Amazingly embraced by thousands of islands on every side, stunning beaches for all tastes across miles of sundrenched coasts, pristine waters, lively beach bars and genuine local spirit, it is no surprise that Greece is such a popular sailing destination, with so many yachts flocking every season. Here is what to consider while preparing your sailing holidays in Greece!
Choose the right time to visit
Renowned for its wonderful Mediterranean weather with lovely, warming springs and long, bright summers, the sea surrounding in Greece offers excellent sailing conditions from April to late October. During this period, all services and amenities (taverns, tourist shops, museums) are open for the holiday season, which reaches its peak from July to late August. No season would apply to you most, if you wish to unleash your inner party animal in Mykonos, Ios, Paros, Corfu or Zante, worldwide famous party islands! If you wish to skip the vast crowds of summer and sip the Mediterranean sun in relaxing sailing holidays, Spring or early Autumn is still excellent timing to visit Greece.
Plan your trip around the weather
The weather is mild and warm both early and late in the season. The sea temperature is not considered quite warm for the locals to swim early in the summer, but for European standards it’s still warm enough. Yet, sailing conditions are consistently favourable for 6 to 7 months’ period a year.
In the Ionian Sea, Maistro wind that blows during summer, is a steady reliable wind, making sailing in the Ionian Islands ideal for all kinds of sailors. This pleasant north-west wind rises in the afternoon and usually dies at sunset, while during early and late season the Maistro winds occur less often.
On the East side and the Aegean Sea, including the Turkish coasts, the weather is generally thought to be dry with clear skies. However, during the summer season (June to September) the Meltemi winds occur, which are strong dry north winds that come up in clear weather, reach their peak in the afternoon and often die down at night. Most of the times, the Meltemi winds are good, steady sailing winds preferred by the leisure sailors in the Aegean Sea. However, they need attention, as sometimes they create steep waves that can be dangerous for yachts smaller than 10 meters.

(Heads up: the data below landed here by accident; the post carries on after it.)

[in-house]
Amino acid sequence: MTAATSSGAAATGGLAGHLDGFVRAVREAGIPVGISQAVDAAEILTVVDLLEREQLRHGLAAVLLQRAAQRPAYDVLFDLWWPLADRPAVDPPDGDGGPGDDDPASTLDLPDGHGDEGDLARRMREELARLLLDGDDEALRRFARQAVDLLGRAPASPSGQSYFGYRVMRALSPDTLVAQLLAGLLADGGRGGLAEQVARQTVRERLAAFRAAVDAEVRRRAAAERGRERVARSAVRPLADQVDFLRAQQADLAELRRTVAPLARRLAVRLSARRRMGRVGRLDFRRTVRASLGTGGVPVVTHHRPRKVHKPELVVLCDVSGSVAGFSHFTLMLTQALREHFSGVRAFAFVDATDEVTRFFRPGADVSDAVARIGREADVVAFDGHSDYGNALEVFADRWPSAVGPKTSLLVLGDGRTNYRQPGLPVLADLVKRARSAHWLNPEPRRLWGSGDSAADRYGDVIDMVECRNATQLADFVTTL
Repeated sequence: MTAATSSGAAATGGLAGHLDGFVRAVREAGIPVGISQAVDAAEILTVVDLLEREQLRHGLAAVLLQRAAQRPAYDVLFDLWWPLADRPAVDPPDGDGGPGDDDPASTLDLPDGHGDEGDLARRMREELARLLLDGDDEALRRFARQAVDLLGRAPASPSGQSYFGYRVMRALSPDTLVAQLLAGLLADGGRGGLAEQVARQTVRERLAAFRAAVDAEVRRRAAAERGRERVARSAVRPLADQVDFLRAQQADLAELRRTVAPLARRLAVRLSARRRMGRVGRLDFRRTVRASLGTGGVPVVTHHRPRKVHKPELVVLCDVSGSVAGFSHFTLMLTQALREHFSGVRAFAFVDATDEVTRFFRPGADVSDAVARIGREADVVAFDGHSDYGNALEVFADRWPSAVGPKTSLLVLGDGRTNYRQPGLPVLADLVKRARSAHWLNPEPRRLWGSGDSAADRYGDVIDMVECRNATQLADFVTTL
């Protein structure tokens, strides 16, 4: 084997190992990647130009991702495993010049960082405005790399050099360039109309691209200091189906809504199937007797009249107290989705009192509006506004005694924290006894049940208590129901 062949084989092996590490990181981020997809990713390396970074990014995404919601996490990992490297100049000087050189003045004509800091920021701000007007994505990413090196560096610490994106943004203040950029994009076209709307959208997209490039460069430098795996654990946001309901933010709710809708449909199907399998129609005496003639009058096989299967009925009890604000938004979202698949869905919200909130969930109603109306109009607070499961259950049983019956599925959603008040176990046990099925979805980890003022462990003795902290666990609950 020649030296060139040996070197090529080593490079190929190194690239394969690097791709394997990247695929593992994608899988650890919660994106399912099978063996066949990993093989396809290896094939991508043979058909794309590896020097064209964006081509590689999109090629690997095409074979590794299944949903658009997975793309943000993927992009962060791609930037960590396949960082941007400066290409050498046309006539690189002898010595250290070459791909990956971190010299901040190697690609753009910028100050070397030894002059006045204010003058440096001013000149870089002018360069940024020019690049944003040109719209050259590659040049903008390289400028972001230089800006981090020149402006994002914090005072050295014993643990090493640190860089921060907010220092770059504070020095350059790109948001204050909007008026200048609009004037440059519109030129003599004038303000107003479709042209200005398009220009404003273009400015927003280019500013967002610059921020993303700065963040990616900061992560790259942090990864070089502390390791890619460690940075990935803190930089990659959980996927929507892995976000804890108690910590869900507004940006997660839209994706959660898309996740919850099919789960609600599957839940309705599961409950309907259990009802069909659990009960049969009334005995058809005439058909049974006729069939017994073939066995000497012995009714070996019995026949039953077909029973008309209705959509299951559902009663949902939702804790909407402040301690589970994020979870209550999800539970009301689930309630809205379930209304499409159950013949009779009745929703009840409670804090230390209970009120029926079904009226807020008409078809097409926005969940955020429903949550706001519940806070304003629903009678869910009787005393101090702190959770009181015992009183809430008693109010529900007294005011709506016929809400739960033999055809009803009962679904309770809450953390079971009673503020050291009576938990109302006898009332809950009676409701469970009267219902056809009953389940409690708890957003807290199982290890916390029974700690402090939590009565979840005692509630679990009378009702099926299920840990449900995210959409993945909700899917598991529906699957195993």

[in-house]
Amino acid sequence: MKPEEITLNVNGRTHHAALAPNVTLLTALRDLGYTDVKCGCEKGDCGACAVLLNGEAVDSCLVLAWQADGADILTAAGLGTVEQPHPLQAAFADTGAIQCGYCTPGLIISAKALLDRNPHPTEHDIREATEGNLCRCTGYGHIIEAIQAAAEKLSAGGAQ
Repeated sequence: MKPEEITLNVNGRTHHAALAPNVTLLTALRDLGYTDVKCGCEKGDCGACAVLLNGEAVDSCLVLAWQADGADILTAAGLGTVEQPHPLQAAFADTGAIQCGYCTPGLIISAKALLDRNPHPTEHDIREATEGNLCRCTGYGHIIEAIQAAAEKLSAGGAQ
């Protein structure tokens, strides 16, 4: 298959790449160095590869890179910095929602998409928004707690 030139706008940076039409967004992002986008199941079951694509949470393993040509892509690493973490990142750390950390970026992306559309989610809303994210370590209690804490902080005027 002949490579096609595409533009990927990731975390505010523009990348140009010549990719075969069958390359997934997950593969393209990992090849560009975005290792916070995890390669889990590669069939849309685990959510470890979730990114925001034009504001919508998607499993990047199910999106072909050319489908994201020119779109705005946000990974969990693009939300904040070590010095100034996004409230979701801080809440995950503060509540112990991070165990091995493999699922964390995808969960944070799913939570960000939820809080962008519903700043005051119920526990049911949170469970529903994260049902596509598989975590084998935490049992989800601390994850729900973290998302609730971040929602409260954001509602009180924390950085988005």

In December, you can’t swim unless you are a winter swimmer, but if you desire to soak up some history and culture instead, it’s a great time to visit, starting from Athens.
Cosmopolitan or traditional, vibrant or slow paced, sophisticated or completely uninhabited but undeniably some of the most beautiful in the world, the Greek islands have something for everyone! The size and variety of your packing depends on the islands you plan to visit. If your sailing holiday destinations are low-key islands and coasts meeting your relaxing expectations, culture explorations, beach strolling and endless sun-soaking, you don’t need more than swimming suits, few t-shirts, shorts, light dresses and an anorak or windproof jacket for the night breeze.
However, if you are visiting more hip destinations, such as Mykonos, Santorini and Rhodes, pack your suitcase as going to the French Riviera. Visiting some classy restaurants and clubs means you need to be more formal and pack a larger suitcase. The majority of the yachting holiday makers prefer a bland of those two, and this is probably the best choice: take in both quiet islands and their crowded neighbors.
Forget about the guide book
It is not really necessary to plan your holiday based on any specific cruising guide, especially for the Aegean Sea, as the islands are so close to each other, information is available everywhere and plans can change in a minute! A good idea is to get a brief guide with a short summary of all the islands, decide on the destinations you want to visit and plan along with the things you particularly want to see and do. It is always interesting to read about new destinations, but If you want to read something to get in the mood for your trip, there is nothing better than the most famous book in the world: the story of Odysseus, the legendary king of Ithaca and the hero of Homer’s Odyssey. Alternatively, you can start from our wanderlust igniting article on National Geographic Traveller, recreating his fascinating journey and reliving the myth at key locations.